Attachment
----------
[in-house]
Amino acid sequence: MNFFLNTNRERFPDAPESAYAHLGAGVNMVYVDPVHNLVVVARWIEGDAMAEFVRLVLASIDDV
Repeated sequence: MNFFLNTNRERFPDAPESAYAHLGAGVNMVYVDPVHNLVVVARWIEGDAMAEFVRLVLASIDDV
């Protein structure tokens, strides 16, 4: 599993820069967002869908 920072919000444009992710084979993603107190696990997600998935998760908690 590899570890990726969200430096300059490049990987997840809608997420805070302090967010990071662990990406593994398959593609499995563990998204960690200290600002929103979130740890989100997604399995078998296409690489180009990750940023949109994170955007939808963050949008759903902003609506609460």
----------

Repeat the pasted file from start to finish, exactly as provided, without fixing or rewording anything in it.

[in-house]
Amino acid sequence: MNFFLNTNRERFPDAPESAYAHLGAGVNMVYVDPVHNLVVVARWIEGDAMAEFVRLVLASIDDV
Repeated sequence: MNFFLNTNRERFPDAPESAYAHLGAGVNMVYVDPVHNLVVVARWIEGDAMAEFVRLVLASIDDV
């Protein structure tokens, strides 16, 4: 599993820069967002869908 920072919000444009992710084979993603107190696990997600998935998760908690 590899570890990726969200430096300059490049990987997840809608997420805070302090967010990071662990990406593994398959593609499995563990998204960690200290600002929103979130740890989100997604399995078998296409690489180009990750940023949109994170955007939808963050949008759903902003609506609460």